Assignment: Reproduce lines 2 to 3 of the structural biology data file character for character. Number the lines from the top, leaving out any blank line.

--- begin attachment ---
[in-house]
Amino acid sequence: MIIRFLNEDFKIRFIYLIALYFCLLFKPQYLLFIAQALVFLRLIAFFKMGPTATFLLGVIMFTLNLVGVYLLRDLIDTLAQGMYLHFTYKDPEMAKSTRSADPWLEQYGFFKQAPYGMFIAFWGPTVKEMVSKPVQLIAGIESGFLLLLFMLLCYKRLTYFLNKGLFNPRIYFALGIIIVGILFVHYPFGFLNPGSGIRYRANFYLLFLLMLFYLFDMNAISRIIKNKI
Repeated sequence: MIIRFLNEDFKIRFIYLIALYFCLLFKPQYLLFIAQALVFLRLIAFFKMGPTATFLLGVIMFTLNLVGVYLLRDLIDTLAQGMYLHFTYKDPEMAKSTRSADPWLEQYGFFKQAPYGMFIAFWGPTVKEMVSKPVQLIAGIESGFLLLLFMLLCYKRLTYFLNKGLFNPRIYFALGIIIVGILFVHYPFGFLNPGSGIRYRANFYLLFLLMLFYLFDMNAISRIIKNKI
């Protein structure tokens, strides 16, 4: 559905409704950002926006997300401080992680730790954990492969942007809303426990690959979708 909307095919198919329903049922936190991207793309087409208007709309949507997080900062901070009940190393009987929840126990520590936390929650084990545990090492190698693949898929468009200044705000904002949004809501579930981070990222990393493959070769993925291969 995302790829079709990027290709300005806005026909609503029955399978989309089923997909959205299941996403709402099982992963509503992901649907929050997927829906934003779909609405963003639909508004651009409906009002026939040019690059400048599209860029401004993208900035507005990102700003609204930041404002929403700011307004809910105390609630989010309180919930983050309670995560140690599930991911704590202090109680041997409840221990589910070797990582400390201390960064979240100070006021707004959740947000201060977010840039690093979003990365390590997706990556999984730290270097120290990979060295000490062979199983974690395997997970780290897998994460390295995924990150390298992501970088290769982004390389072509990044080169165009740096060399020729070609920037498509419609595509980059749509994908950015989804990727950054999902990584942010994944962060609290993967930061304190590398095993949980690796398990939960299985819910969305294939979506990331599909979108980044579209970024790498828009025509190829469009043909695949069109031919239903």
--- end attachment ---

Amino acid sequence: MIIRFLNEDFKIRFIYLIALYFCLLFKPQYLLFIAQALVFLRLIAFFKMGPTATFLLGVIMFTLNLVGVYLLRDLIDTLAQGMYLHFTYKDPEMAKSTRSADPWLEQYGFFKQAPYGMFIAFWGPTVKEMVSKPVQLIAGIESGFLLLLFMLLCYKRLTYFLNKGLFNPRIYFALGIIIVGILFVHYPFGFLNPGSGIRYRANFYLLFLLMLFYLFDMNAISRIIKNKI
Repeated sequence: MIIRFLNEDFKIRFIYLIALYFCLLFKPQYLLFIAQALVFLRLIAFFKMGPTATFLLGVIMFTLNLVGVYLLRDLIDTLAQGMYLHFTYKDPEMAKSTRSADPWLEQYGFFKQAPYGMFIAFWGPTVKEMVSKPVQLIAGIESGFLLLLFMLLCYKRLTYFLNKGLFNPRIYFALGIIIVGILFVHYPFGFLNPGSGIRYRANFYLLFLLMLFYLFDMNAISRIIKNKI